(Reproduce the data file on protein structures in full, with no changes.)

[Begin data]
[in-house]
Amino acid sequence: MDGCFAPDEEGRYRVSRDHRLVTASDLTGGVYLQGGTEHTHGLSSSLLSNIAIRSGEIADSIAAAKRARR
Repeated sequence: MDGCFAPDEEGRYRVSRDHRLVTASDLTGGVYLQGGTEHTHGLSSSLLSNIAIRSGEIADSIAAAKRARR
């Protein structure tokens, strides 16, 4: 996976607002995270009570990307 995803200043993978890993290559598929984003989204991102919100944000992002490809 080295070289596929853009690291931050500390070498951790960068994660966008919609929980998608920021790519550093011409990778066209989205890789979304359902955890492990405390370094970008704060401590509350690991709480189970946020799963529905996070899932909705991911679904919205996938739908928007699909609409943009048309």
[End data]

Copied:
[in-house]
Amino acid sequence: MDGCFAPDEEGRYRVSRDHRLVTASDLTGGVYLQGGTEHTHGLSSSLLSNIAIRSGEIADSIAAAKRARR
Repeated sequence: MDGCFAPDEEGRYRVSRDHRLVTASDLTGGVYLQGGTEHTHGLSSSLLSNIAIRSGEIADSIAAAKRARR
């Protein structure tokens, strides 16, 4: 996976607002995270009570990307 995803200043993978890993290559598929984003989204991102919100944000992002490809 080295070289596929853009690291931050500390070498951790960068994660966008919609929980998608920021790519550093011409990778066209989205890789979304359902955890492990405390370094970008704060401590509350690991709480189970946020799963529905996070899932909705991911679904919205996938739908928007699909609409943009048309």